For recrystallization to happen, the driving force for it should be positive and in this model, the total driving force for recrystallization is calculated from
$$ F_{\text{recg}} = \frac{{\gamma_{\text{sub}} }}{{R_{\text{sub}} }} - \frac{{\gamma_{\text{gr}} }}{{R_{\text{rec}} }} + 0.5\,{\text{Gb}}^{2} \left( {\rho_{\text{def}} - \rho_{\text{rec}} } \right) - \left( {k\frac{{f_{\text{prec}} }}{{r_{\text{prec}} }}} \right), $$
(12)
where γsub is the boundary energy of subgrains, Rsub is the subgrain radius, γgr is boundary energy of recrystallized grains, Rrec is mean radius of the recrystallized grains, and 0.5 Gb2 is dislocation line tension.
The critical size that a subgrain has to reach to become a nucleus for recrystallization, i.e., when Frecg ≥ 0 and Rsub = Rcrit, is as follows:
$$ R_{\text{crit}} = \frac{{\gamma_{\text{gr}} - \gamma_{\text{sub}} }}{{0.5\,{\text{Gb}}^{2} \left( {\rho_{\text{def}} - \rho_{0} } \right) - \left( {k\frac{{f_{\text{prec}} }}{{r_{\text{prec}} }}} \right)}}, $$
(13)
where ρ0 is the initial dislocation density that is set to be 1012 [m−2] for the fully annealed material. The subgrain size is given by the mean free distance of slip, L.

The difference in kinetics with or without plastic deformation is taken care of by vacancy generation/annihilation that affects all diffusion-controlled mechanisms. Thus, the model for recrystallization works for the dynamic, meta-dynamic, and static cases.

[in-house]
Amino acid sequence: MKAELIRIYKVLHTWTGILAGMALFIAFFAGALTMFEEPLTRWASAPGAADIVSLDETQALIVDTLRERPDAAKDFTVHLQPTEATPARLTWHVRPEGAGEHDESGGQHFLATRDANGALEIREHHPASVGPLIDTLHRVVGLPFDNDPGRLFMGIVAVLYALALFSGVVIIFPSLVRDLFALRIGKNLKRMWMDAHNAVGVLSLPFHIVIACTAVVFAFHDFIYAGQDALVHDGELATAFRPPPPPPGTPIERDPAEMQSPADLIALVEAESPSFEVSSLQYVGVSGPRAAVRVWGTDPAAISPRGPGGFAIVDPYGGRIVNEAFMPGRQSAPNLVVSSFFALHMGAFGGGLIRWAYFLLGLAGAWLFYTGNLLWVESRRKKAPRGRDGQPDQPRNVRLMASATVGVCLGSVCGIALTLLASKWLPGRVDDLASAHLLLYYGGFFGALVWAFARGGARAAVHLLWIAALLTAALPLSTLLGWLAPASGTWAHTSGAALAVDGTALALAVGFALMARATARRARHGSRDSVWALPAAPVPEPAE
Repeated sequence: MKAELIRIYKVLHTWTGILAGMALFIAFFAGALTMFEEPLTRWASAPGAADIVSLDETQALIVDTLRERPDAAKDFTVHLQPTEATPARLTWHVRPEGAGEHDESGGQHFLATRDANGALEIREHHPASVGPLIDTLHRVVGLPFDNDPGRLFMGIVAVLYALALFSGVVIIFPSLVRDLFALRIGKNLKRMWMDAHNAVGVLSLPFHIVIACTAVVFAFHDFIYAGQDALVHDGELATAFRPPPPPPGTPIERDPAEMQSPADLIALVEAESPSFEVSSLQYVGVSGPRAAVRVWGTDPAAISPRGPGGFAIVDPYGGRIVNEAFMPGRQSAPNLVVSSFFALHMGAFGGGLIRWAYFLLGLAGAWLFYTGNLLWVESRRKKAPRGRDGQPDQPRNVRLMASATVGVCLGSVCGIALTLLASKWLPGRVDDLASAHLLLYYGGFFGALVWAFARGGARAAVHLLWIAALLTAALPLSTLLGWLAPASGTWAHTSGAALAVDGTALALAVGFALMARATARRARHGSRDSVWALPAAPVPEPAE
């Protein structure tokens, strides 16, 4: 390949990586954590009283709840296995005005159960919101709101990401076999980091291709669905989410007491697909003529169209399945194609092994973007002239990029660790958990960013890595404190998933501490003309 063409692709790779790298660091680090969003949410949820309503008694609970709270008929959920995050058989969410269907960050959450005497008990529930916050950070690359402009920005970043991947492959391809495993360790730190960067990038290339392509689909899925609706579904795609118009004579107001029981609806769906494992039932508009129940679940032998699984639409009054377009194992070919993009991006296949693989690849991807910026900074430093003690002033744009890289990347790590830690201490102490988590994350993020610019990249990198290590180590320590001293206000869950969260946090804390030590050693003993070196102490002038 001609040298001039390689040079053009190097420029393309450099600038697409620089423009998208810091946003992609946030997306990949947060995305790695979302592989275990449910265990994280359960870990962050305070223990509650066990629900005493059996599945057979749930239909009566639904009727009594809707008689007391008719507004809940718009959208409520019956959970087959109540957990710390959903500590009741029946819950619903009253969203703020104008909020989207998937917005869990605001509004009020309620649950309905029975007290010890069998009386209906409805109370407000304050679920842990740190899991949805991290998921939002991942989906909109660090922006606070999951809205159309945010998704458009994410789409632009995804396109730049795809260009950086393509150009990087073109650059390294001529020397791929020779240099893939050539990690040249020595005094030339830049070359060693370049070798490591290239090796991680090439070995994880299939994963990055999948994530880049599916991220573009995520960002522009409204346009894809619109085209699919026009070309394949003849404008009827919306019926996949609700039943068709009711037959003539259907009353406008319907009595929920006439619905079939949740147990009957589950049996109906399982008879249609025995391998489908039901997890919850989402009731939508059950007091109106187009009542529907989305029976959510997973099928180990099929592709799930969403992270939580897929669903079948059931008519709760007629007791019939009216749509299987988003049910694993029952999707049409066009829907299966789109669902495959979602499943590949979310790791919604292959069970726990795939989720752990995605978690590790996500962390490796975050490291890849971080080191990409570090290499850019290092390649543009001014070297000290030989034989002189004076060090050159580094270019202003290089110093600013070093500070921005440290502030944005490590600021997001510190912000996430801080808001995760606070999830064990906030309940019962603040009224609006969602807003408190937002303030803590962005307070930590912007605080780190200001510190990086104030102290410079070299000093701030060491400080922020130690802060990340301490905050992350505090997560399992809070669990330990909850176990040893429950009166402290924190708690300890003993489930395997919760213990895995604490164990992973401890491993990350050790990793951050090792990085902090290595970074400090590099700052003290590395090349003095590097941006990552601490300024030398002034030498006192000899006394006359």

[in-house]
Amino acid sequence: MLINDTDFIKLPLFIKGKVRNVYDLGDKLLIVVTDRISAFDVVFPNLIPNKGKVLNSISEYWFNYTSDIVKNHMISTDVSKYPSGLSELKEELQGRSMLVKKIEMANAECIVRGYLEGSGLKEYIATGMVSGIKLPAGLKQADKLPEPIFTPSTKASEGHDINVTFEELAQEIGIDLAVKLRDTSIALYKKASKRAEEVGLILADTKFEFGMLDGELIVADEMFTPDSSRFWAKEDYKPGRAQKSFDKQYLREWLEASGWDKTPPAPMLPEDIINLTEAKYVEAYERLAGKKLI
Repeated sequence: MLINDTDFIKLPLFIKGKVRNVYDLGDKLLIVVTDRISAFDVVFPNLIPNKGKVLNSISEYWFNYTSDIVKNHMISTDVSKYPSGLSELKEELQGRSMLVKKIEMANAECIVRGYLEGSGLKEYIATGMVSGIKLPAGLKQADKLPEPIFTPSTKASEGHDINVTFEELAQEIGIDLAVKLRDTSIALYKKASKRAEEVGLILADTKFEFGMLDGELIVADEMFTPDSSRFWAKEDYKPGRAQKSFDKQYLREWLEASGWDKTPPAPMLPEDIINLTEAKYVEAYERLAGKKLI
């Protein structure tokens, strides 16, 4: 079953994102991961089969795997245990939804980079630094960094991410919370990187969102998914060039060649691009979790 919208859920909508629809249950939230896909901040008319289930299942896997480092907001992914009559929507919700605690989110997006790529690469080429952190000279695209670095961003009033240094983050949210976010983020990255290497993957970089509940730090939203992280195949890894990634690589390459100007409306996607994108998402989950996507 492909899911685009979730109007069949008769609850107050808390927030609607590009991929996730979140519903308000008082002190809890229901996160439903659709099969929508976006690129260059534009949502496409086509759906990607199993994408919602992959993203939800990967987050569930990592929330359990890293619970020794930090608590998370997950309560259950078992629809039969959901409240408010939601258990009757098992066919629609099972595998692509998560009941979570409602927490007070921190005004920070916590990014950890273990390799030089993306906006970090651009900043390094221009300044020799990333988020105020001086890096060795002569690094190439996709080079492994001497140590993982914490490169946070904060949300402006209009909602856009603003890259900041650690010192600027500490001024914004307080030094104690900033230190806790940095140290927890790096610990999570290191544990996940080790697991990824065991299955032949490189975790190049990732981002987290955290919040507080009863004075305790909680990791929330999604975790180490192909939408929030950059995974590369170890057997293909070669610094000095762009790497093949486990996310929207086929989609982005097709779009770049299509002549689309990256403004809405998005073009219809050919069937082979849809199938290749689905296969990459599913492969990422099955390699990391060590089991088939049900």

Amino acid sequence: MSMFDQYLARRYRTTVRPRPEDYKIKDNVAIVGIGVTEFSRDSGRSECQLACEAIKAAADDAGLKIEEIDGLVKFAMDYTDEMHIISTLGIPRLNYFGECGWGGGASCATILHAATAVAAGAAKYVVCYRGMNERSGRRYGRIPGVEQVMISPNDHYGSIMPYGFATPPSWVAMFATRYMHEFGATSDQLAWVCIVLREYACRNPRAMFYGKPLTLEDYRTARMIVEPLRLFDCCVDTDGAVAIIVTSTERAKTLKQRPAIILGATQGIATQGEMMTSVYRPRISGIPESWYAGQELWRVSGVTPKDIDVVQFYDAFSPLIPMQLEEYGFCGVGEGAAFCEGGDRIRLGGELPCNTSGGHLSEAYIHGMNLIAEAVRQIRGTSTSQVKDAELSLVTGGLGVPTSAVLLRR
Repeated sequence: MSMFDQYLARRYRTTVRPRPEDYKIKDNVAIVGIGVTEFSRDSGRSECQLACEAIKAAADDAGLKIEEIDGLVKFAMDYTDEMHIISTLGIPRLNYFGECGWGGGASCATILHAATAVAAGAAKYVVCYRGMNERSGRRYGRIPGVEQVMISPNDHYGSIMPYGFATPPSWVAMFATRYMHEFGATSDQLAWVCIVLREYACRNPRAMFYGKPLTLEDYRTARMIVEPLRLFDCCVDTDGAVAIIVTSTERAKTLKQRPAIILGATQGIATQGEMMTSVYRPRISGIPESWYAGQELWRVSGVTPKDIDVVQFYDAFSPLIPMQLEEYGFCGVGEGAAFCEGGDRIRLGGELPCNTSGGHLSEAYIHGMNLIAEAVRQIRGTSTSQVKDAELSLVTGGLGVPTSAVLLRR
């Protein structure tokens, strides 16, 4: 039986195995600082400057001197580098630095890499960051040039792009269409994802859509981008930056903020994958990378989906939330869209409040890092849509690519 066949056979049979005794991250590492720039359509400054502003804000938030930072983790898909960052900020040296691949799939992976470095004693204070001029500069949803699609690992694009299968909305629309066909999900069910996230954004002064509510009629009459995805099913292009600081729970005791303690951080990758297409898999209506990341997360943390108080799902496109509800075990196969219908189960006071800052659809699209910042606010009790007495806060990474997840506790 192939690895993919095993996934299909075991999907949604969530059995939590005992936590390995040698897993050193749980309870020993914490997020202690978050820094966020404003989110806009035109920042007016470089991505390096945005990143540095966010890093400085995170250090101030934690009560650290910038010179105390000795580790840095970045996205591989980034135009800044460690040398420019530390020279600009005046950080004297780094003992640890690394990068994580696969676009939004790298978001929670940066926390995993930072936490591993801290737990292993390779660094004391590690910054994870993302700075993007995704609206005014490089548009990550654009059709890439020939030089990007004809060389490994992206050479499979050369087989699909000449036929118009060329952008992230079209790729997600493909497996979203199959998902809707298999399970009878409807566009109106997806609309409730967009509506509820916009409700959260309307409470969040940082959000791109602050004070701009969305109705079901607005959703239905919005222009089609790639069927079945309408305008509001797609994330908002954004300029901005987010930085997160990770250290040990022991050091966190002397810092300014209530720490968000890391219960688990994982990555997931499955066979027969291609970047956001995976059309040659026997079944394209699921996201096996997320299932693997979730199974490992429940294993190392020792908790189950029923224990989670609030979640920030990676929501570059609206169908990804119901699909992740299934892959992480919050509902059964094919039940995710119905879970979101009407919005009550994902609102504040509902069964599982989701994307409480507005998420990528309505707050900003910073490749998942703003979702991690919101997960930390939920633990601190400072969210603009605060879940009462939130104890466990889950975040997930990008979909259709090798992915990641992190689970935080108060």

In this model, dynamic recrystallization (DRX) starts when the critical conditions for recrystallization are fulfilled during the deformation.

The growth rate of the recrystallized grains in the model has a similar formulation to normal grain growth, and it is presented in Eq. [14].
$$ \frac{{{\text{d}}R_{\text{recg}} }}{{{\text{d}}t}} = k_{\text{r}} M_{\text{recg}} F_{\text{recg}}, $$
(14)
where Rrecg is the recrystallized grain size, kr is a constant, Mrecg is the recrystallized grain boundary mobility, and Frecg represents the driving force for the growth of recrystallized grains.[12]

2.4 f prec over r prec Ratio

This ratio, fprec/rprec, is an important quantity in the model and has a key role in calculating many other parameters, including the mean free path of dislocation slip, the recovery by dislocation climb, the driving force for grain and subgrain growth and recrystallization, and the critical size for the start of recrystallization. Recrystallization and normal grain growth are affected by Zener pinning due to second phase particles and the retarding force due to Zener pinning is a linear function of this ratio. The influence of second phase particles on the different microstructure development mechanisms is given by the ratio of the particle fraction and radius.

The correct ratio at each test temperature is defined by calibrating the model with the experimental data.

It should be mentioned that although this ratio generally changes with time, due to short deformation times in this study, it is assumed to remain constant. This ratio will be shown as f/r in the rest of the work.

3 Material and Experiments